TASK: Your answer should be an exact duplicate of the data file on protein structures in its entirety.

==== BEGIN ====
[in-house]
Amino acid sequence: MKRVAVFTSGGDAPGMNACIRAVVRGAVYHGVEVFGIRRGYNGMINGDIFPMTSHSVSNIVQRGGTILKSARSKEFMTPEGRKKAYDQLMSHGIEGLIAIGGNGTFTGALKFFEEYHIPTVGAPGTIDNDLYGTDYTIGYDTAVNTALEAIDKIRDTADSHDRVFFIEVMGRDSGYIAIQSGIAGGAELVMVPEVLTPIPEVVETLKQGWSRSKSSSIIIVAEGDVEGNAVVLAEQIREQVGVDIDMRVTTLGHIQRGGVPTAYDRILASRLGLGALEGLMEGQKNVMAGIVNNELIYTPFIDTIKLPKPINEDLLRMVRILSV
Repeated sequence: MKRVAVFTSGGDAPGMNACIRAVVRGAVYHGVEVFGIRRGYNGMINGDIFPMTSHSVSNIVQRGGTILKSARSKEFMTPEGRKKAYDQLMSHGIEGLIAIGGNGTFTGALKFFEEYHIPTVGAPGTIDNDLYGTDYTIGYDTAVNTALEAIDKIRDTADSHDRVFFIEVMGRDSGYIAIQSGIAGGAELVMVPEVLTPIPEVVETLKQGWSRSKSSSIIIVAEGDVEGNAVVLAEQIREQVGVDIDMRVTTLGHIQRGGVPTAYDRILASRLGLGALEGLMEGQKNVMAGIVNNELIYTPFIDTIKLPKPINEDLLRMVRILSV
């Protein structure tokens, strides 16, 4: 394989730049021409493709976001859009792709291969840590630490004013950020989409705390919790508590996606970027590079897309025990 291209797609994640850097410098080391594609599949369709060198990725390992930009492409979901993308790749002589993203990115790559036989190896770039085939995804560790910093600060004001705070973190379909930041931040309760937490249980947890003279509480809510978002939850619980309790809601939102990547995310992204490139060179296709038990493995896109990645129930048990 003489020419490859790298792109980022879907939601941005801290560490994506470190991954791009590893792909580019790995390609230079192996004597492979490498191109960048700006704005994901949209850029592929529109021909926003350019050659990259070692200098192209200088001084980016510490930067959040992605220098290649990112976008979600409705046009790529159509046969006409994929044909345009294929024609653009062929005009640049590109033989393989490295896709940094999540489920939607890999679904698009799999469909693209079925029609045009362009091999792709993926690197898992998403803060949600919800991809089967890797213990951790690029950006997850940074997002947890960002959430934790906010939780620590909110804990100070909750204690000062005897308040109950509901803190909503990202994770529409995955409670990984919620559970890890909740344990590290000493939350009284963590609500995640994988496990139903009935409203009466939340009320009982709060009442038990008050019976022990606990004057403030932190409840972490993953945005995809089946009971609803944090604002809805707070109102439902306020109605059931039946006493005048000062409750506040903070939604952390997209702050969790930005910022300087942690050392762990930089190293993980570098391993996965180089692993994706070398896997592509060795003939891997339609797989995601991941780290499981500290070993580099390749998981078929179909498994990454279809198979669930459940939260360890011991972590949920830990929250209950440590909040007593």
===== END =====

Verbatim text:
[in-house]
Amino acid sequence: MKRVAVFTSGGDAPGMNACIRAVVRGAVYHGVEVFGIRRGYNGMINGDIFPMTSHSVSNIVQRGGTILKSARSKEFMTPEGRKKAYDQLMSHGIEGLIAIGGNGTFTGALKFFEEYHIPTVGAPGTIDNDLYGTDYTIGYDTAVNTALEAIDKIRDTADSHDRVFFIEVMGRDSGYIAIQSGIAGGAELVMVPEVLTPIPEVVETLKQGWSRSKSSSIIIVAEGDVEGNAVVLAEQIREQVGVDIDMRVTTLGHIQRGGVPTAYDRILASRLGLGALEGLMEGQKNVMAGIVNNELIYTPFIDTIKLPKPINEDLLRMVRILSV
Repeated sequence: MKRVAVFTSGGDAPGMNACIRAVVRGAVYHGVEVFGIRRGYNGMINGDIFPMTSHSVSNIVQRGGTILKSARSKEFMTPEGRKKAYDQLMSHGIEGLIAIGGNGTFTGALKFFEEYHIPTVGAPGTIDNDLYGTDYTIGYDTAVNTALEAIDKIRDTADSHDRVFFIEVMGRDSGYIAIQSGIAGGAELVMVPEVLTPIPEVVETLKQGWSRSKSSSIIIVAEGDVEGNAVVLAEQIREQVGVDIDMRVTTLGHIQRGGVPTAYDRILASRLGLGALEGLMEGQKNVMAGIVNNELIYTPFIDTIKLPKPINEDLLRMVRILSV
């Protein structure tokens, strides 16, 4: 394989730049021409493709976001859009792709291969840590630490004013950020989409705390919790508590996606970027590079897309025990 291209797609994640850097410098080391594609599949369709060198990725390992930009492409979901993308790749002589993203990115790559036989190896770039085939995804560790910093600060004001705070973190379909930041931040309760937490249980947890003279509480809510978002939850619980309790809601939102990547995310992204490139060179296709038990493995896109990645129930048990 003489020419490859790298792109980022879907939601941005801290560490994506470190991954791009590893792909580019790995390609230079192996004597492979490498191109960048700006704005994901949209850029592929529109021909926003350019050659990259070692200098192209200088001084980016510490930067959040992605220098290649990112976008979600409705046009790529159509046969006409994929044909345009294929024609653009062929005009640049590109033989393989490295896709940094999540489920939607890999679904698009799999469909693209079925029609045009362009091999792709993926690197898992998403803060949600919800991809089967890797213990951790690029950006997850940074997002947890960002959430934790906010939780620590909110804990100070909750204690000062005897308040109950509901803190909503990202994770529409995955409670990984919620559970890890909740344990590290000493939350009284963590609500995640994988496990139903009935409203009466939340009320009982709060009442038990008050019976022990606990004057403030932190409840972490993953945005995809089946009971609803944090604002809805707070109102439902306020109605059931039946006493005048000062409750506040903070939604952390997209702050969790930005910022300087942690050392762990930089190293993980570098391993996965180089692993994706070398896997592509060795003939891997339609797989995601991941780290499981500290070993580099390749998981078929179909498994990454279809198979669930459940939260360890011991972590949920830990929250209950440590909040007593």